The name of a late mayor known for his anti-Semitic views will be removed from a section of Vienna's posh Ring avenue, an official announced Thursday, in a change hailed by Jewish representatives but denounced by Austria's rightist party.
The section now called Dr. Karl-Lueger-Ring will be renamed Universitaetsring (University Ring) for the university that is located on that section of the avenue circling the inner city, the official said.
Lueger was mayor for 13 years, starting in 1897. While in office, he expanded Vienna's pipeline network supplying the city with alpine spring water, established a public transport system and strengthened social welfare services. But he also openly espoused anti-Semitic sentiments. Adolf Hitler, who lived in Vienna for part of Lueger's tenure, saw him as an inspiration for his hatred of Jews.
Lueger nonetheless had Jewish friends and once famously declared, "I decide who is a Jew." His views were shared by many Austrians at a time when anti-Semitism was widespread across much of Europe and before it became associated with the Holocaust.
Vienna Counselor for Culture Andreas Mailath-Pokorny of the governing Social Democrat-Greens coalition announced the name change on Thursday, saying the city "should not act as if there were no dark spots" in its history. At the same time, he said, statues and other reminders of Lueger's tenure spread throughout the city will remain standing.
Austria's rightist-populist Freedom Party _ whose supporters range from those disillusioned with more traditional parties to Islamophobes and Holocaust deniers _ criticized the decision.
In his comments Thursday, Strache invoked a decision by Vienna's Social Democratic government four years ago to erect a bust of Argentine Marxist revolutionary Che Guevara in a city park.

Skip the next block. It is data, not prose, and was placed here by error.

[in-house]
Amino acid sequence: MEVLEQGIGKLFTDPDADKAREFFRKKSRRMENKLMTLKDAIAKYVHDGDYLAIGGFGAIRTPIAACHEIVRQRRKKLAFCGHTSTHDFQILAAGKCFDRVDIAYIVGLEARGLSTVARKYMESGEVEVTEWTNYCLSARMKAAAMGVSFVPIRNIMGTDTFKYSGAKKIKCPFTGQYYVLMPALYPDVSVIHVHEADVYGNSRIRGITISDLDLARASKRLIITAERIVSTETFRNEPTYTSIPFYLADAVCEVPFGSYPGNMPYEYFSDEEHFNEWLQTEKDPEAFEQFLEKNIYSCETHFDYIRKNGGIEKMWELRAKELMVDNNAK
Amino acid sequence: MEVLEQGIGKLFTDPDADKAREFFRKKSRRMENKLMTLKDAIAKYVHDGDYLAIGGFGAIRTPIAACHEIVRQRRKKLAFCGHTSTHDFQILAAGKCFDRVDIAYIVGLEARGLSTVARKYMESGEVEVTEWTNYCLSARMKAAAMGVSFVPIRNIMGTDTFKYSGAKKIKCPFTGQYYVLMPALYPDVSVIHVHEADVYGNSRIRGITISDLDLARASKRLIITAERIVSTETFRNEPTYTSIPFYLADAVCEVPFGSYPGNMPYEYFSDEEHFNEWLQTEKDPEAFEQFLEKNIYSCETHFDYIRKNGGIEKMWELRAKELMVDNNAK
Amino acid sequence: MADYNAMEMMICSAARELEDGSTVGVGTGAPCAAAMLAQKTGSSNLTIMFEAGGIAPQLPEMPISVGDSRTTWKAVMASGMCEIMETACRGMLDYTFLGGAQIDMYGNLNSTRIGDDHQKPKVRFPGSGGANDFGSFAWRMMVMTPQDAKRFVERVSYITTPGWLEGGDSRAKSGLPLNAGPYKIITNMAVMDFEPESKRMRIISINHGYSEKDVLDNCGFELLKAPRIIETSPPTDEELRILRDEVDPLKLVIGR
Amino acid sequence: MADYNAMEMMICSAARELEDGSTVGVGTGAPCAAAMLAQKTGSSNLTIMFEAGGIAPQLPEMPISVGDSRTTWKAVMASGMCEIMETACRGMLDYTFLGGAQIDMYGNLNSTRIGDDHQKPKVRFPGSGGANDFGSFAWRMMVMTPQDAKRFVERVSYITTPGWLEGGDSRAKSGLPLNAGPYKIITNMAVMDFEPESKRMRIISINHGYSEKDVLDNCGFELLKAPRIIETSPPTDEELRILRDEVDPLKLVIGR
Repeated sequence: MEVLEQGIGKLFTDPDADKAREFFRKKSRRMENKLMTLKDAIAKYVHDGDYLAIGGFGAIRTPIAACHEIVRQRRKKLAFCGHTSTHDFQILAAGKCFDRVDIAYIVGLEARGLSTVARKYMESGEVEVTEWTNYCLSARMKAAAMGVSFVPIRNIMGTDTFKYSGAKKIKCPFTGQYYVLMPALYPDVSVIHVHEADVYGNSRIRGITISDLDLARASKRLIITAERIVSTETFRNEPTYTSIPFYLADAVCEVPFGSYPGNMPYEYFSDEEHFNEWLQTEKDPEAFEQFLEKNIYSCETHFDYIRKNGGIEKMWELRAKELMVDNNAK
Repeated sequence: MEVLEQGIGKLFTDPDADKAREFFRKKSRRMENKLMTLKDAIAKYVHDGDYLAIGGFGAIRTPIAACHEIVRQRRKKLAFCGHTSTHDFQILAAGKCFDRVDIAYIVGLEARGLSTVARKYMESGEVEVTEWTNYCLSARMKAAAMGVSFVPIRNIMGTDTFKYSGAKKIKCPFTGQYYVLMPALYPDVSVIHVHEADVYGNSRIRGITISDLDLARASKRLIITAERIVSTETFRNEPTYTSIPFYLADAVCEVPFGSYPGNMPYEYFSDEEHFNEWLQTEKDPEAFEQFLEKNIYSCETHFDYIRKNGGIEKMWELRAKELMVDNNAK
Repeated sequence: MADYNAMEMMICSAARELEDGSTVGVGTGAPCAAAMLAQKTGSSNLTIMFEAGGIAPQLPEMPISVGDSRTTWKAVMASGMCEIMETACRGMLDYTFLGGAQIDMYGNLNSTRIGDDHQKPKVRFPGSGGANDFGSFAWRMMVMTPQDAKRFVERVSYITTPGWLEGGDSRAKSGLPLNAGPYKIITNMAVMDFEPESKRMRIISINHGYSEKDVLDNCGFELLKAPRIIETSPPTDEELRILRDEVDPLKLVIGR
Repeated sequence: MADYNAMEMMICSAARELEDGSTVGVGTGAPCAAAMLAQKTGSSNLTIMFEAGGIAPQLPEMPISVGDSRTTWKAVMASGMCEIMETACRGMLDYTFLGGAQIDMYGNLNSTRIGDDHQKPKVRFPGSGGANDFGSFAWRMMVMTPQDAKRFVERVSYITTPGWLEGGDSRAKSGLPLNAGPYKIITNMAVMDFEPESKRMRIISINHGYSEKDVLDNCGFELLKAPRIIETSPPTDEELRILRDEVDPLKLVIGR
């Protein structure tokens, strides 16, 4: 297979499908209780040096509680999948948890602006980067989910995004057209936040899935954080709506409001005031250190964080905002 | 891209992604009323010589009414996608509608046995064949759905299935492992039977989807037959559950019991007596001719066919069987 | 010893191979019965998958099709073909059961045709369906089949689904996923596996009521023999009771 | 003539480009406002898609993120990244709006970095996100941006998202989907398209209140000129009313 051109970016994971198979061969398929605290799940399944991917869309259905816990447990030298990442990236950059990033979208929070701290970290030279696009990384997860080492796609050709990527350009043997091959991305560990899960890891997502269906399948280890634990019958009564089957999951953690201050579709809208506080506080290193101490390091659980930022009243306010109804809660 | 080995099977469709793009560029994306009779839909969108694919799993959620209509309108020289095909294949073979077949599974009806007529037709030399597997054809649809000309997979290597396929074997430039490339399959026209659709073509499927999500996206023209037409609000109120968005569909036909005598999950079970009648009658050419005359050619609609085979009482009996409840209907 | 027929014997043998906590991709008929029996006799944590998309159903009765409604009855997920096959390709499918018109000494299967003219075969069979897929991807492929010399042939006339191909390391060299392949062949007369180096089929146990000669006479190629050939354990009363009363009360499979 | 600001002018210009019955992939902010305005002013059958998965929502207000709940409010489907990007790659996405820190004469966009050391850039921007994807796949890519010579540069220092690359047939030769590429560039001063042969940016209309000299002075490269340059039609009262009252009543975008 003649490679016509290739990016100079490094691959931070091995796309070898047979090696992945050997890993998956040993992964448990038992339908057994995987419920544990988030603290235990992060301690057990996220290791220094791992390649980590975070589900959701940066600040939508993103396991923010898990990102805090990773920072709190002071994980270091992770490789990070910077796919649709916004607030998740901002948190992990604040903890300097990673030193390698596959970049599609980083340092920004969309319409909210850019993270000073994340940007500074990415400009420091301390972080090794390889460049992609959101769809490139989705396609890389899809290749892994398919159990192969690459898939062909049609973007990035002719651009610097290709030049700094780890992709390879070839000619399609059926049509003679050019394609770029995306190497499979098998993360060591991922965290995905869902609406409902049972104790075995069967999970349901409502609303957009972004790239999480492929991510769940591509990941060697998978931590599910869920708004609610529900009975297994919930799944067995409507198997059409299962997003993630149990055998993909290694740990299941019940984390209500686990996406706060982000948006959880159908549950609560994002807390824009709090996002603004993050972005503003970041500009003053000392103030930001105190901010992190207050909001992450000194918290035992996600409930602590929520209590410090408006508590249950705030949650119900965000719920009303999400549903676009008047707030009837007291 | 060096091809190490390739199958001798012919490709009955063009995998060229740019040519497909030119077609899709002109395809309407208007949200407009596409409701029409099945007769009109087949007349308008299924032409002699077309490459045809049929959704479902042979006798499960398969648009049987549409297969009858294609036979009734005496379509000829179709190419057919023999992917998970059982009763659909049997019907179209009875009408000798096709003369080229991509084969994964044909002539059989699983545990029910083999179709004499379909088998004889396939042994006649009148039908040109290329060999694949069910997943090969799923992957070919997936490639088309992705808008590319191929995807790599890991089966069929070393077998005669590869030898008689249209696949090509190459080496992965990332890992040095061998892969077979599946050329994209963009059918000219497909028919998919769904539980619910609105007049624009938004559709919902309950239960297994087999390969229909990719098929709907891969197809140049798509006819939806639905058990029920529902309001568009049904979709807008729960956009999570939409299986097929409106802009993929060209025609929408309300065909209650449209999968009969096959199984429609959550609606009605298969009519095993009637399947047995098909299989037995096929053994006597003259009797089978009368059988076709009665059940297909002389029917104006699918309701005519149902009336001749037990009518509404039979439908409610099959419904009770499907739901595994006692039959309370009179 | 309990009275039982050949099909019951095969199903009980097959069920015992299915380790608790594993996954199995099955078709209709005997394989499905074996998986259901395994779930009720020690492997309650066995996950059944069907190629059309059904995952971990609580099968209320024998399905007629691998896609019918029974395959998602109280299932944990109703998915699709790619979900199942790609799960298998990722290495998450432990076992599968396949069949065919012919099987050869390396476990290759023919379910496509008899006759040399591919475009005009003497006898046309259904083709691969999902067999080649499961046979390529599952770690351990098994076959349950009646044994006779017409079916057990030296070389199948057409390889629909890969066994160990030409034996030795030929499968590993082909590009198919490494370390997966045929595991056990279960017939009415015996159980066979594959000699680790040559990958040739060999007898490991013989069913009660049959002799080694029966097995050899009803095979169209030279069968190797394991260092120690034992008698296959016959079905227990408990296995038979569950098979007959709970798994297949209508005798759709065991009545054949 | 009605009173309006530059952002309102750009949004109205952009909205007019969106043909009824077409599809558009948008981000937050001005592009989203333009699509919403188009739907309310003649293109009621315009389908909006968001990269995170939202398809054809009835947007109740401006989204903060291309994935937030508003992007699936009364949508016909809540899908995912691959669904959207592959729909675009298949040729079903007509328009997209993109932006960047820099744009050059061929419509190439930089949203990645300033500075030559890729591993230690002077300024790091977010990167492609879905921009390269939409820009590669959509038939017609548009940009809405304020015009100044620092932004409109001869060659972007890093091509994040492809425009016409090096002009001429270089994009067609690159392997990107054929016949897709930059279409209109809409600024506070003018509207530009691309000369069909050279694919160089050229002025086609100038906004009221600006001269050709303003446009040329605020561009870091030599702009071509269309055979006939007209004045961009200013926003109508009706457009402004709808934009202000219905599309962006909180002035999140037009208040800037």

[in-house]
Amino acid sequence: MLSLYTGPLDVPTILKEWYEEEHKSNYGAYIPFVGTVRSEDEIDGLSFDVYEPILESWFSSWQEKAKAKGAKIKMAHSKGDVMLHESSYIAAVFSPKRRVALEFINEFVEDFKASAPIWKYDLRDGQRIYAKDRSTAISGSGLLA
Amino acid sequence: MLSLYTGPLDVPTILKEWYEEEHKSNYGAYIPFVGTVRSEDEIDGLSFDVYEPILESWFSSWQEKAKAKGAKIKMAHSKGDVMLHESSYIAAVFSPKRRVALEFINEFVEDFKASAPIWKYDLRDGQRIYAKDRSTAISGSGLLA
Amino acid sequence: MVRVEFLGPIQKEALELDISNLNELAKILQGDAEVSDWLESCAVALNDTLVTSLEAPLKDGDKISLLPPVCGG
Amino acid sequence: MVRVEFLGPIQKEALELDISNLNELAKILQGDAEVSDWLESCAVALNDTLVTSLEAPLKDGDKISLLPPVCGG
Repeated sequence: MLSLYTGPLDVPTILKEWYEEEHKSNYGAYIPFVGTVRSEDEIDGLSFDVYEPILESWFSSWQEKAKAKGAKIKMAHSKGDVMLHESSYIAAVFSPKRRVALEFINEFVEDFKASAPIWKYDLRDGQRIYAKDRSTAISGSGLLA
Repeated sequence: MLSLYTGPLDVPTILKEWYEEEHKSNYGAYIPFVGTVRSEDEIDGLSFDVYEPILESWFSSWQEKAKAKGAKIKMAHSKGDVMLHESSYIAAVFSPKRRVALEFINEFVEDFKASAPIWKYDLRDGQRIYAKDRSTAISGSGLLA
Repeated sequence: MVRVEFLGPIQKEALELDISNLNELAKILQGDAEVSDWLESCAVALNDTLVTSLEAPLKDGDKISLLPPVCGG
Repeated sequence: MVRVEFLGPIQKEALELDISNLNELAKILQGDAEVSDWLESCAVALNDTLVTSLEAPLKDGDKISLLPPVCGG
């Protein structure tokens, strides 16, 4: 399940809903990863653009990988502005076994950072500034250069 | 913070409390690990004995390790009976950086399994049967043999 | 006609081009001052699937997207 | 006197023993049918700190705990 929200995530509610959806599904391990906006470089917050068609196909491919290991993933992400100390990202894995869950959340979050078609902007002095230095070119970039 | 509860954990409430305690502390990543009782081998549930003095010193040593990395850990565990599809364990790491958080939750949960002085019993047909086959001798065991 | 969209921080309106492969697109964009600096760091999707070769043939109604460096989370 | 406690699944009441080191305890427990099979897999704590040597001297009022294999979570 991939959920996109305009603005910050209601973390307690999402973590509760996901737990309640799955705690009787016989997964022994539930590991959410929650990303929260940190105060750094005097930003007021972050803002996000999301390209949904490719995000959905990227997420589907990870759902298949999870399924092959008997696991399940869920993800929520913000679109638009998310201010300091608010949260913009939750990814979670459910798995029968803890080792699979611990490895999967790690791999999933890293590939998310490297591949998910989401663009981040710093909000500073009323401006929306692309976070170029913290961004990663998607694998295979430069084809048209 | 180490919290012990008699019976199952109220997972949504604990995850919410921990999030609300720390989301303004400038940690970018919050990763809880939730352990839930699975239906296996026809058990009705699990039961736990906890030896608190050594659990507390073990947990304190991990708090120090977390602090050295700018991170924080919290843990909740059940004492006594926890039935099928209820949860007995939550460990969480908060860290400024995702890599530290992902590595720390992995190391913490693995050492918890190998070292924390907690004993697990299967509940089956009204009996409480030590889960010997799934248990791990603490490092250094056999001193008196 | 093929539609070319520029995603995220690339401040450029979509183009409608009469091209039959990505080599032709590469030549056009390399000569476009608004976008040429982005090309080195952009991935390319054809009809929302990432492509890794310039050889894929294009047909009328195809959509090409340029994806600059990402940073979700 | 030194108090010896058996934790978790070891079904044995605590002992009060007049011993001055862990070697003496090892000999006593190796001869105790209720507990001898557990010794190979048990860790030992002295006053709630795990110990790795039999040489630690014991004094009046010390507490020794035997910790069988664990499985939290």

"The socialists set up a memorial for a foreign mass murderer like Che Guevara, but an excellent Viennese mayor is stripped of a street name," said Freedom Party leader Heinz-Christian Strache. "This is a scandal!" His party is Austria's second-strongest political force.
However, Oskar Deutsch, who represents Vienna's Jewish community, praised the action. In an allusion to the Freedom Party, he said the name change should "also serve as a warning on our present politicians who frivolously and reprehensibly use anti-Semitic, racially motivated and xenophobic slogans."
Austria has moved from its postwar portrayal of being Nazi Germany's first victim to acknowledging that it was Hitler's willing partner. Most young Austrians reject Nazi ideology and condemn the part their parents might have played in the mass murder of Europe's Jews.
The centrist People's Party _ which governs together with the Social Democrats nationally _ also took Vienna's Social Democrats to task.
While agreeing that Lueger's heritage needed to be looked at critically, People's Party chief Manfred Juraczka said the municipal's coalition government did not have the moral authority to decide on a name change after commemorating "the mass-murderer Che Guevara" with a bust.
Greens official Alexander Van der Bellen described Lueger as a "great communal politician" whose image was nonetheless besmirched with "his expressions of anti-Semitism."